Major PV manufacturer Trina Solar is planning to significantly expand solar module manufacturing capacity in 2014, according to documents seen by PV Tech.
The expansion was outlined in investor material provided at the ROTH Capital ‘Solar Symposium’, a parallel investor event held during Solar Power International 2014.
Trina Solar has already been one of the most aggressive in a restrained PV industry capacity expansion phase for 2014, adding 1GW of module capacity to reach 3.8GW. CapEx in 2014 was originally guided to reach between US$230 million to US$250 million in 2014, but in its 2013 annual report, Trina Solar said spending would be up to US$231 million to meet its expansion plans. Trina Solar spent only US$72.1 million on CapEx in 2013, down from US$141.1 million in 2012. Only First Solar had guided higher CapEx in 2014.
Capacity expansion in 2015
Trina Solar has plans to take module capacity in 2015 to a range of between 4.8GW to 5GW, a similar rate of expansion as in 2014. However, wafer capacity is being held at 2014 levels of 1.7GW and solar cell production is only expected to increase 500MW to 3GW.
However, with the majority of capacity additions focused on module assembly, the lowest CapEx spend for the highest capacity increase should result in Trina Solar spending similar amounts next year as in 2014.
One of the key aspects in keeping CapEx low has been Trina Solar’s ‘asset lite’ strategy, partnering along the supply chain in joint ventures (JV’s).
According to the company, manufacturing JV’s added 500MW of module and 420MW of cell capacity for the company in 2014, a trend set to be followed in 2015.
According to the presentation material capacity growth will continue to be disciplined and done in a capital efficient manner.
PV Tech had previously highlighted that Trina Solar had purchased a majority shareholding in Hubei Hongyuan PV Science and Technology, a small solar cell producer as well as taking over operations of tier two module manufacturer, NESL Solartech.
Trina Solar is therefore leveraging the use of OEM, outsourcing and asset leasing to fill its wafering and solar cell capacity gap to modules.
It is well known that Trina Solar relies of GCL-Poly for wafering but the company is expected to leverage Neo Solar Power (NSP) further in 2015 as it limits spending on new in-house solar cell lines.
The company said that it would be up-grading cell lines to higher efficiencies, while working on further operational efficiencies to improve productivity. The company will also be using the likes of the largest merchant cell supplier for the remaining balance of cell requirements.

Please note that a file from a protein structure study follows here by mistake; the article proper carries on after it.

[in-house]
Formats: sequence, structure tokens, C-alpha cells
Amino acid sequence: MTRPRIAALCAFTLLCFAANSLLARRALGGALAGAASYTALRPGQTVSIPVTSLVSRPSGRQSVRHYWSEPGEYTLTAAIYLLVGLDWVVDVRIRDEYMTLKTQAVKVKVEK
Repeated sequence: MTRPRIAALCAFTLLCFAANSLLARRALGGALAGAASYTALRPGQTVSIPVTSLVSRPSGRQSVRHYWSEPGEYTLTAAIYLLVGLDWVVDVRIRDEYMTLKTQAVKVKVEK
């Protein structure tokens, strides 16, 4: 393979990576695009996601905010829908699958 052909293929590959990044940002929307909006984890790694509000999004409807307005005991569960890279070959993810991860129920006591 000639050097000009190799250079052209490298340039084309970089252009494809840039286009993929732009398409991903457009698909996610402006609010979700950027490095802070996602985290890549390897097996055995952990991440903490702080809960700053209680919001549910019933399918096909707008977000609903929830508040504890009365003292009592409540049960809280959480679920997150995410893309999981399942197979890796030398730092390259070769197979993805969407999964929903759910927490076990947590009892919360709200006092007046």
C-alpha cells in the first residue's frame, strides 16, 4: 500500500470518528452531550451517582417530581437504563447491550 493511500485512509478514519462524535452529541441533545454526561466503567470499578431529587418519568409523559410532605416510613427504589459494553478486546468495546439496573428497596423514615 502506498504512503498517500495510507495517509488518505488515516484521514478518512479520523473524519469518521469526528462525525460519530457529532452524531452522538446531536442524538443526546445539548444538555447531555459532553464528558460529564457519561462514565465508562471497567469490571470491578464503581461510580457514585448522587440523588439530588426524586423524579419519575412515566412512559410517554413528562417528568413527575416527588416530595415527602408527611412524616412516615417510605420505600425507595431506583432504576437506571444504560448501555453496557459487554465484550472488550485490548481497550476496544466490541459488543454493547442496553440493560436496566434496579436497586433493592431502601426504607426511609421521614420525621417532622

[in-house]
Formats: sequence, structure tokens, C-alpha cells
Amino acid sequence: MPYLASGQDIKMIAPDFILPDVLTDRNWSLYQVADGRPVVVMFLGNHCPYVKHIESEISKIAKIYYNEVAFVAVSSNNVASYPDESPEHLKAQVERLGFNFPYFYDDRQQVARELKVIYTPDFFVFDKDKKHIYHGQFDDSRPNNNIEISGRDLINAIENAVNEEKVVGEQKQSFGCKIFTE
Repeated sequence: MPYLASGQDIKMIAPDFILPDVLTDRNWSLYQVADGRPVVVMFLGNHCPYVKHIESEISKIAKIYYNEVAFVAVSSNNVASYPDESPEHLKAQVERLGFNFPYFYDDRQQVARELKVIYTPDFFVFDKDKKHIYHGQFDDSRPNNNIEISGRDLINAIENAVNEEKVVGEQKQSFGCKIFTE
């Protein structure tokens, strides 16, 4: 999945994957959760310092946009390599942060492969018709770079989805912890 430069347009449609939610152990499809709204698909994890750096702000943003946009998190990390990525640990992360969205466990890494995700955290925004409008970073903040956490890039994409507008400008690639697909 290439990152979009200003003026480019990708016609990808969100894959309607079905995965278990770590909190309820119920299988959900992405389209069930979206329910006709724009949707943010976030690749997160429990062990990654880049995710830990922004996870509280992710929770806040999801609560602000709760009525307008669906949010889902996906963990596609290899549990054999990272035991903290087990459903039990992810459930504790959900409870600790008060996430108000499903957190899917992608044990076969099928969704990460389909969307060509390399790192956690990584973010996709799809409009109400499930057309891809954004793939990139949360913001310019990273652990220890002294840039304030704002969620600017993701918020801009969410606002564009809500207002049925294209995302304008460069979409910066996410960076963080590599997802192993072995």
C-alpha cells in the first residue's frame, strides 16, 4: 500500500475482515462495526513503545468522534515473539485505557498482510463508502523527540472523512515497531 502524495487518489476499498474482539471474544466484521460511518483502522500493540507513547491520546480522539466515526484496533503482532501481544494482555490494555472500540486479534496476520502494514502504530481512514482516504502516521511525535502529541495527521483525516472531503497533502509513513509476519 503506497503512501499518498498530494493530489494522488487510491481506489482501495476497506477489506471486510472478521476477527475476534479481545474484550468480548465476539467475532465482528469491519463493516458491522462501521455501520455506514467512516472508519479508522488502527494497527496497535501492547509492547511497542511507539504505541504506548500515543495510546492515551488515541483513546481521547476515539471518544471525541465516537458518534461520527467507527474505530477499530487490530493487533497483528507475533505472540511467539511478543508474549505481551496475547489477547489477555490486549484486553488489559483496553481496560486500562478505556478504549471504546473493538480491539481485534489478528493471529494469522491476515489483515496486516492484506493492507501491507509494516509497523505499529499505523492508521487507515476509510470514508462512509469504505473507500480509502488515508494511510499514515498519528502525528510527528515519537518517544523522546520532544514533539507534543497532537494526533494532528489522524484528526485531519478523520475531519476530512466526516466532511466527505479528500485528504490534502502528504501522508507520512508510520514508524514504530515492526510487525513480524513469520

Despite the asset lite approach at home, Trina Solar noted that it was targeting new production capacity outside of China as it plans to further extend its strong market share gains in 2014 to 2015 and beyond.
The company is therefore targeting new production capabilities for the US and European markets, both regions have anti-dumping legislation.
As PV Tech has previously highlighted, meeting market demand in the US does not mean the company would establish production in the country. Mexico has been touted as a key destination for Chinese producers that deem the US a key market to operate in.
Indeed, the US is a key market for Trina Solar, with module sales in the country accounting for 35.4% of total sales in the first half of 2014. Although this figure is set to fall due to higher shipments ahead of the second round of anti-dumping duties imposed on Chinese producers, Trina Solar expects the US to still account for around 17% of sales for the full year.
It should also be noted that Trina Solar has achieved a CAGR of 62.5% since 2007 and cumulative module sales of 8.9GW in the same period to the end of the first half of 2014.
Downstream ambitions intensify
Although Trina Solar’s growth rates have been impressive, PV Tech had highlighted many times that its downstream business ambitions lagged those of near rivals such as Canadian Solar.
However, Trina Solar wanted to catch-up with its rivals and development of its downstream business meant PV project completions of between 400MW to 500MW were expected for 2014, with around 20% to 30% of projects expected to be overseas and the remaining pipeline coming from China.
Surprisingly, Trina Solar said that it now had a PV project pipeline of 8GW, with 900MW to 1,000MW categorised as priority pipeline development in 2014 through 2015.
The company noted that 7GW of the total was residing in China, with greater than 6GW of framework agreements across China and 800MW of priority pipeline in 2014 and 2015.
With strong market demand in key markets such as China, Japan and the US, coupled to its downstream ambitions, Trina Solar is setting the bar for manufacturers on many different fronts.